4K might be the buzzword for the moment, but it's interesting that because smartphones have HDR functionality built-in, people are actually the most familiar with that acronym:
I would imagine that the general public closely mirrors this, though if we were talking about 4K instead of UHD the numbers would probably be much, much higher. It's one of the unfortunate side effects of having all of this advanced technology, that we have to create all these new terms, and then we need to educate people on what they actually mean. We probably would have been better off not even using UHD as the term for consumer 4K, because on its own (Ultra High Definition), it really means nothing. People might be familiar with HD, but UHD sounds like better HD, and not the huge leap in resolution that it actually is (double vertical and horizontal — from 1920 x 1080 to 3840 x 2160).
Screen size is another part of this equation (the bigger the better for 4K), but as we saw with the test, even at far distances, the HDR stood out. Where the students really loved the 4K content was on a large tablet/laptop hybrid, as higher resolutions are even more dramatic with screens that are 15" to 20" at distances of only a foot or two:
Even if we don't see a huge push into larger screens right away, we are most definitely going to see smaller screens utilize things like 4K and HDR more and more.
What Does This All Mean?
It's become clear from this test that a younger audience will crave more 4K HDR content once they get a taste of it compared to traditional 4K or HD. Certainly a film student audience is going to be more biased, but if we are going to look forward, this is the next generation of folks that will be setting the trends. If content mastered in 4K HDR starts becoming the standard, anything less is going pale in comparison. Companies like Netflix and Amazon are already preparing for 4K HDR. The cable and satellite providers are no longer necessarily at the forefront when it comes to technology, and this fact is made clear by how many younger people are happy to watch content on streaming services, as it's more convenient, and the quality is improving all the time. Even movie theaters are likely going to be behind the curve when it comes to HDR — though that's exactly the place where you'd want the highest quality possible.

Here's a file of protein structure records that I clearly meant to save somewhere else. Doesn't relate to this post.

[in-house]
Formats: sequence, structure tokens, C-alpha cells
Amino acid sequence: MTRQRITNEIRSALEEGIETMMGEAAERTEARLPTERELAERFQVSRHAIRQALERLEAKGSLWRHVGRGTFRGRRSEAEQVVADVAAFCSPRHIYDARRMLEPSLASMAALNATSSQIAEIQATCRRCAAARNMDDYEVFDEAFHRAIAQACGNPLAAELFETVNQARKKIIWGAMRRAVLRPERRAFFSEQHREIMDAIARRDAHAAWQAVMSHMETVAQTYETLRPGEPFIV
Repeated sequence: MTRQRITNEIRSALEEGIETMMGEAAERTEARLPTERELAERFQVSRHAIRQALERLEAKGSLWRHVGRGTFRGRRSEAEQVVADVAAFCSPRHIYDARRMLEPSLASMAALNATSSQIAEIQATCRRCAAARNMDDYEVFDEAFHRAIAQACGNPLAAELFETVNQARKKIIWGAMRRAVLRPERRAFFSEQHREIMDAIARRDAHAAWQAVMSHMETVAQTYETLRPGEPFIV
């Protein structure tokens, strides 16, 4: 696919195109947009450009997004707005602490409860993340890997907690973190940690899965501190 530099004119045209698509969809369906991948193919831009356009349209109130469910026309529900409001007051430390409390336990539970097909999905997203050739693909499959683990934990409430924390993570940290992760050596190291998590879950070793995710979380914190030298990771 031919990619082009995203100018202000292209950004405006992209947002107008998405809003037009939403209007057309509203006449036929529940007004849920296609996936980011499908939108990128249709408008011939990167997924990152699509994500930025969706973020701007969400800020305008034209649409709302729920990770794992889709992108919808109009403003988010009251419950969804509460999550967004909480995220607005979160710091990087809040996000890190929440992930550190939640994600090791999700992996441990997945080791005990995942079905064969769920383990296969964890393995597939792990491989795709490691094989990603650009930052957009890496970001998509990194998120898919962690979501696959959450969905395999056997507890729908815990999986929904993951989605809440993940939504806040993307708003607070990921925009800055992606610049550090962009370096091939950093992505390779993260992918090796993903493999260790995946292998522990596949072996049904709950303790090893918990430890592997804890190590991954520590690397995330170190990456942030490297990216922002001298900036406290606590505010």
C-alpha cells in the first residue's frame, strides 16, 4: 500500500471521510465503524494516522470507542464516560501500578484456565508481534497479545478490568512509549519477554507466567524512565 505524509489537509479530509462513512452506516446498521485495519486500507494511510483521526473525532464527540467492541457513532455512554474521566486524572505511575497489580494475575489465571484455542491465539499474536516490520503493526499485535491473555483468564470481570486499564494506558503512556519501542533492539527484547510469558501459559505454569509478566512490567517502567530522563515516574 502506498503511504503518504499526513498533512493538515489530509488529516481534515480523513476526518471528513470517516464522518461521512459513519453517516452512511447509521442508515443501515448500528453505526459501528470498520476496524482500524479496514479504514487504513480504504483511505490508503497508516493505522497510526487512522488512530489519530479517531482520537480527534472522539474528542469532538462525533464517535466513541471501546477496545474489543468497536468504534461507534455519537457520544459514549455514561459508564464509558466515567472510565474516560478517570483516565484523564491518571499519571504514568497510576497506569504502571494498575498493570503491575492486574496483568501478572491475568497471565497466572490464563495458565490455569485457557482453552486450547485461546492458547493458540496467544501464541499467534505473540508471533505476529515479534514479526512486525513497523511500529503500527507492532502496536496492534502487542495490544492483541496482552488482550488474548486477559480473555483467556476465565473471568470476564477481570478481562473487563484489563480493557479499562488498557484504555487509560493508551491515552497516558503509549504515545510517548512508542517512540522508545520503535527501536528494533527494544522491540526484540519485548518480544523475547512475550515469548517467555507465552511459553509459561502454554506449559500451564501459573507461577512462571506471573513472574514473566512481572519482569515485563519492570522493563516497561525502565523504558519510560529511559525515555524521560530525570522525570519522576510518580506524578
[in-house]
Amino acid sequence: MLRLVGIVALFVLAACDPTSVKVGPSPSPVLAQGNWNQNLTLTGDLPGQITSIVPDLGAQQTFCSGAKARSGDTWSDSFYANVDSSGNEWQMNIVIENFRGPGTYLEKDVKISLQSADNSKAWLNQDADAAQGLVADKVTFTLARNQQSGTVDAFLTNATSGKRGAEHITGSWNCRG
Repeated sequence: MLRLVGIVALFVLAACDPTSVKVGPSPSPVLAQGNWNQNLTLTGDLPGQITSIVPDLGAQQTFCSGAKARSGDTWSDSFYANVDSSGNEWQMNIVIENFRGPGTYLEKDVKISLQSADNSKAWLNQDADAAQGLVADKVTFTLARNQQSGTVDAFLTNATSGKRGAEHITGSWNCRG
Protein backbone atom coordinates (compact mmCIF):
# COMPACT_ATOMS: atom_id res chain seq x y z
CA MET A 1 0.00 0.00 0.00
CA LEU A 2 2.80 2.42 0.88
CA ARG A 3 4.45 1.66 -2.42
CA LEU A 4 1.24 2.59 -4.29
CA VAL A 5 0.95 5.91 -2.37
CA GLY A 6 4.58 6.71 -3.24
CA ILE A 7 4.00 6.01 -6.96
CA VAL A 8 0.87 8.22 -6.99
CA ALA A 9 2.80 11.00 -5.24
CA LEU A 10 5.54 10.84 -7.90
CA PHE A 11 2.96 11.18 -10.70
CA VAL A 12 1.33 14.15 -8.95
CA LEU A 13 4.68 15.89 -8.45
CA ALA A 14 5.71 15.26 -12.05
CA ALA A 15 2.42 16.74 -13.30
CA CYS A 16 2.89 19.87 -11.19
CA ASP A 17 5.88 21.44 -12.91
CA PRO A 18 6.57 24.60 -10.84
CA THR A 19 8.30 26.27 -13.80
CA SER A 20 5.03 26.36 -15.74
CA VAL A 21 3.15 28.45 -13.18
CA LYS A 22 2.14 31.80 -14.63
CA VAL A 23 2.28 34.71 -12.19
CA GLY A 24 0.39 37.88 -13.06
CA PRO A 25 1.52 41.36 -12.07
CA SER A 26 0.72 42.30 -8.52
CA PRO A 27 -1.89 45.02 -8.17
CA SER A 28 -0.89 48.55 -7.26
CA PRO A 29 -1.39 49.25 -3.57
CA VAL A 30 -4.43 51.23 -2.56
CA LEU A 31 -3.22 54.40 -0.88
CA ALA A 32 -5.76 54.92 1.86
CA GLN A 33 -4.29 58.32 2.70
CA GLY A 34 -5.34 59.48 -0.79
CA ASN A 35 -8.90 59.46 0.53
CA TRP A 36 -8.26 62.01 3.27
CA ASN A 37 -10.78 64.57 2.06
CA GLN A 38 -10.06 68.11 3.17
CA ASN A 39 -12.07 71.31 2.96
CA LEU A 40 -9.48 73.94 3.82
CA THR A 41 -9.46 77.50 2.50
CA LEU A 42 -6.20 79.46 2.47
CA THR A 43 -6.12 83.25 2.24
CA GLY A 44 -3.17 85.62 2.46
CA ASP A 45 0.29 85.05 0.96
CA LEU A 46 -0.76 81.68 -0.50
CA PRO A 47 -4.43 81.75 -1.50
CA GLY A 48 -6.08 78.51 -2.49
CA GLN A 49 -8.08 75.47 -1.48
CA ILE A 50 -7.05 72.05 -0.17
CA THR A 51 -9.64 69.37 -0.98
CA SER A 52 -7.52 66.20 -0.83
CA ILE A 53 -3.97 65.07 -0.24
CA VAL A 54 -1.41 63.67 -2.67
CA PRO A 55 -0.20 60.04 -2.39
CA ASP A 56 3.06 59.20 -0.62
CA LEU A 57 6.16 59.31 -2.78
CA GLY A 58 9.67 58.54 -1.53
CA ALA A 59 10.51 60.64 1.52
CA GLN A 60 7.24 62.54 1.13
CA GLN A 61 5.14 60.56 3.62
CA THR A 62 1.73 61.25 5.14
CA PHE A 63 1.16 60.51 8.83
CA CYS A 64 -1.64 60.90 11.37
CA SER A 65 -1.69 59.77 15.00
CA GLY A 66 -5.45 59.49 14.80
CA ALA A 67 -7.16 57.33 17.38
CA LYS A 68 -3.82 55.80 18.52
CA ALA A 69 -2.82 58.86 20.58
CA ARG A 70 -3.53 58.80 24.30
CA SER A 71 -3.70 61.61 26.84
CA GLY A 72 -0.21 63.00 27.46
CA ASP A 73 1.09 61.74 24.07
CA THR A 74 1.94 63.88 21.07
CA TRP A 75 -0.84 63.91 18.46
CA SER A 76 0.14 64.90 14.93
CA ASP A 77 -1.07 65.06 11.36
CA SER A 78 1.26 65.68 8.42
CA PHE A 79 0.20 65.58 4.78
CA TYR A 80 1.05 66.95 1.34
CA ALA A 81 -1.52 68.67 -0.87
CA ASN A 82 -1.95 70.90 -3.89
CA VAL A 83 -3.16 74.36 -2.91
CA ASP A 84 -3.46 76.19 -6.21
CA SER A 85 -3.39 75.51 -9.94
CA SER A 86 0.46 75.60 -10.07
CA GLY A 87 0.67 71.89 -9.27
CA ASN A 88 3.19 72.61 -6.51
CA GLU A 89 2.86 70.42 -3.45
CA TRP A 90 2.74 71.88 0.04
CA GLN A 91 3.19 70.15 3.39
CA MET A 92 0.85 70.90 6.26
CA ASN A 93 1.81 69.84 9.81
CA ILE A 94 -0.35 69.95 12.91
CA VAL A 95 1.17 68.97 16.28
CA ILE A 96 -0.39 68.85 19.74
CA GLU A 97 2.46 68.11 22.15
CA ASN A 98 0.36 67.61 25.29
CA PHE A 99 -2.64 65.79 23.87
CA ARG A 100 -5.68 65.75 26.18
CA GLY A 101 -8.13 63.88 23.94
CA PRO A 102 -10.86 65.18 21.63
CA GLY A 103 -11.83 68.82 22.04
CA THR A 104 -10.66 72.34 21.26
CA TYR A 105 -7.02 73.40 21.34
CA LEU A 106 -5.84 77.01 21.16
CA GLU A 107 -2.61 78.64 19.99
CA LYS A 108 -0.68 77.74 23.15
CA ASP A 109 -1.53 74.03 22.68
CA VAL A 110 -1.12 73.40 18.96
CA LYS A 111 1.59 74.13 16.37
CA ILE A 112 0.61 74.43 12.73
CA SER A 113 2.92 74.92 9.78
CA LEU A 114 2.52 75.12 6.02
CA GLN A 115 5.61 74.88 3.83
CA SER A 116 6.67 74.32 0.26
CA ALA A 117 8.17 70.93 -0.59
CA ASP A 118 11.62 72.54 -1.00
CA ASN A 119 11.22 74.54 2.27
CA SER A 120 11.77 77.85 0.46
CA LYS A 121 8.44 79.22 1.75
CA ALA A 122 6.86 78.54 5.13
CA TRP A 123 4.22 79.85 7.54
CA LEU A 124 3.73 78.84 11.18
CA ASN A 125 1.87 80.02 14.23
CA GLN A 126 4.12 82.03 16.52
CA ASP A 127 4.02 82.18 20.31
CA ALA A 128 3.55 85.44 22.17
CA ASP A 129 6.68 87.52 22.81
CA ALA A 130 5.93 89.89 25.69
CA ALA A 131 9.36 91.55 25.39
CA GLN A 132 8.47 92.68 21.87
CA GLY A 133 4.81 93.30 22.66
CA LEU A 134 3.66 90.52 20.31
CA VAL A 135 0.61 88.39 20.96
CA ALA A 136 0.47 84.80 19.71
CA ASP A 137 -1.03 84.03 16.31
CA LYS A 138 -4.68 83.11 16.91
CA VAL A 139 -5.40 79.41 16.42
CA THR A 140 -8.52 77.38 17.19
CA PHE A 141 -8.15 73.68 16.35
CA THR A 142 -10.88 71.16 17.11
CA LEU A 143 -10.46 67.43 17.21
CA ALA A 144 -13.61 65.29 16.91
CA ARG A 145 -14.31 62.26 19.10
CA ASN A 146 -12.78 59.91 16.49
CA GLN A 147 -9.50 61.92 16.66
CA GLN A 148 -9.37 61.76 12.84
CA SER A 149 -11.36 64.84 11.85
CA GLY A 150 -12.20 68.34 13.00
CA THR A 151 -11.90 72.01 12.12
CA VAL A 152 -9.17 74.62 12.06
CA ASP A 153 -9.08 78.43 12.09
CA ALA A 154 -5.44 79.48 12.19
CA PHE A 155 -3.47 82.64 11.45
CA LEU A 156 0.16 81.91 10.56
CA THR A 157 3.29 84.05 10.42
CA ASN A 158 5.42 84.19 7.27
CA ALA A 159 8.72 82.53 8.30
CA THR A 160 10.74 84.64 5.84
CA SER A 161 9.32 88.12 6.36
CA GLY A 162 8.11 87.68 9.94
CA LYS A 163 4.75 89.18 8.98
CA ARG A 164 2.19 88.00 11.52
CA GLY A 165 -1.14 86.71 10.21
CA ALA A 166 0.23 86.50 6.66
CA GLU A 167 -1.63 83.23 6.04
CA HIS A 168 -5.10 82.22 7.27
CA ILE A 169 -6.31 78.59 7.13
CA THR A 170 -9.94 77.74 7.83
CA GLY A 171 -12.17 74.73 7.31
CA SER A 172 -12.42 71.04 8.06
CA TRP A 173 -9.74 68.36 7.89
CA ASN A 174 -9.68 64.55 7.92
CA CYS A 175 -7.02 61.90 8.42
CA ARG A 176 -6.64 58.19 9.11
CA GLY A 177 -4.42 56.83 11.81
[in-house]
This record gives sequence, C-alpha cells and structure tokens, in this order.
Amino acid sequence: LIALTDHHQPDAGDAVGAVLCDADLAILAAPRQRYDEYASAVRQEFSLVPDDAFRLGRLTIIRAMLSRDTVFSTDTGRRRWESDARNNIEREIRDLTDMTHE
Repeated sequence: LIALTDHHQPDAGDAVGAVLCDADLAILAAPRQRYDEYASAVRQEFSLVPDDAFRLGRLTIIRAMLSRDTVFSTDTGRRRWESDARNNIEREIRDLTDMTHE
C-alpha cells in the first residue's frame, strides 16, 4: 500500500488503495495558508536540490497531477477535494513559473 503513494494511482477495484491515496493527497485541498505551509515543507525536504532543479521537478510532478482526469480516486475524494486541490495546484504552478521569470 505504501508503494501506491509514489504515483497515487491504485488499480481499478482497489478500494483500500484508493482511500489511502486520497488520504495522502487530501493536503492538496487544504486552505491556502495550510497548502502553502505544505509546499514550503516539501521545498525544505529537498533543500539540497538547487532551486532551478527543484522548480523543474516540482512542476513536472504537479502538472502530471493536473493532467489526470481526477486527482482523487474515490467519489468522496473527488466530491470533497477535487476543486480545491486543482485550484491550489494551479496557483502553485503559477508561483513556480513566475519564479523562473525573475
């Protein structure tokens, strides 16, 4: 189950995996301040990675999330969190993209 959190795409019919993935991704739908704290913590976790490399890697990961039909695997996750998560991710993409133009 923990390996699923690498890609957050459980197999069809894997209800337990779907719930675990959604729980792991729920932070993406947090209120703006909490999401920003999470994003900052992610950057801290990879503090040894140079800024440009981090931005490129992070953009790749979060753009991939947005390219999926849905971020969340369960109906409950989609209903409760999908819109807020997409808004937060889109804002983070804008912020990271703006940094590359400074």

Audiences, especially those that skew younger, are fine watching on smaller screens, and as mobile devices start supporting HDR, videos that take advantage of it will stand out from the crowd. The true question for content creators will be how to take advantage of new standards as they happen. If you're shooting with a camera that has 12-14 stops of dynamic range, you can already take advantage of HDR in post, since the information is there. You'll be able to go back and remaster in HDR, but it will mean a whole new color grade.
HDR monitors aren't quite here yet, but advances in displays are moving faster and faster. Just ten years ago, smart phones didn't exist, and now we've got mobile 4K screens. HDR is just beginning to be implemented, but in a few years, we're likely going to see it on lots of screens.
As Michael says in the talk, we want things to move gradually, but the real world doesn't really work like that. Companies like Borders likely never saw Amazon as a threat, and likewise Taxi drivers couldn't have seen a company like Uber completely change how we get around cities. The quality of the content will always be a deciding factor, but presentation is becoming more and more important. These things move fast, and those who prepare (or at least are familiar), can have a leg up on the competition.
Here is a much longer version of Michael's HPA talk: